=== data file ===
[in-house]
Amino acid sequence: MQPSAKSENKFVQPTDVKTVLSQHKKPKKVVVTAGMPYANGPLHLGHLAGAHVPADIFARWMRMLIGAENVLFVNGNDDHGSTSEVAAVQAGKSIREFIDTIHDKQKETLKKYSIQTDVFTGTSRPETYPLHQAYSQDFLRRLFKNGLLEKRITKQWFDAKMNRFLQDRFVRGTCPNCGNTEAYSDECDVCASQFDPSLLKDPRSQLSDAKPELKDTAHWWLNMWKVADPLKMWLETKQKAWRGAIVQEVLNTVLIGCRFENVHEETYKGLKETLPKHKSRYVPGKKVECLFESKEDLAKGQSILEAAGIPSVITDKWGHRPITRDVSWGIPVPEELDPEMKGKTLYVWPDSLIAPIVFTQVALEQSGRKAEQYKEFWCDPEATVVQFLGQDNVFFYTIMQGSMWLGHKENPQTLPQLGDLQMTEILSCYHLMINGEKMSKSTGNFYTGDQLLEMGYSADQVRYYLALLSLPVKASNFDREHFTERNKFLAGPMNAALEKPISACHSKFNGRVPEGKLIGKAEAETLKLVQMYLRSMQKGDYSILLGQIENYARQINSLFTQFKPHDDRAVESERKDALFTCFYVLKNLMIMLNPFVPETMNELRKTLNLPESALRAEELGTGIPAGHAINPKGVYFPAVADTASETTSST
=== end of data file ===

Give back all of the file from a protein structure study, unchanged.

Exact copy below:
[in-house]
Amino acid sequence: MQPSAKSENKFVQPTDVKTVLSQHKKPKKVVVTAGMPYANGPLHLGHLAGAHVPADIFARWMRMLIGAENVLFVNGNDDHGSTSEVAAVQAGKSIREFIDTIHDKQKETLKKYSIQTDVFTGTSRPETYPLHQAYSQDFLRRLFKNGLLEKRITKQWFDAKMNRFLQDRFVRGTCPNCGNTEAYSDECDVCASQFDPSLLKDPRSQLSDAKPELKDTAHWWLNMWKVADPLKMWLETKQKAWRGAIVQEVLNTVLIGCRFENVHEETYKGLKETLPKHKSRYVPGKKVECLFESKEDLAKGQSILEAAGIPSVITDKWGHRPITRDVSWGIPVPEELDPEMKGKTLYVWPDSLIAPIVFTQVALEQSGRKAEQYKEFWCDPEATVVQFLGQDNVFFYTIMQGSMWLGHKENPQTLPQLGDLQMTEILSCYHLMINGEKMSKSTGNFYTGDQLLEMGYSADQVRYYLALLSLPVKASNFDREHFTERNKFLAGPMNAALEKPISACHSKFNGRVPEGKLIGKAEAETLKLVQMYLRSMQKGDYSILLGQIENYARQINSLFTQFKPHDDRAVESERKDALFTCFYVLKNLMIMLNPFVPETMNELRKTLNLPESALRAEELGTGIPAGHAINPKGVYFPAVADTASETTSST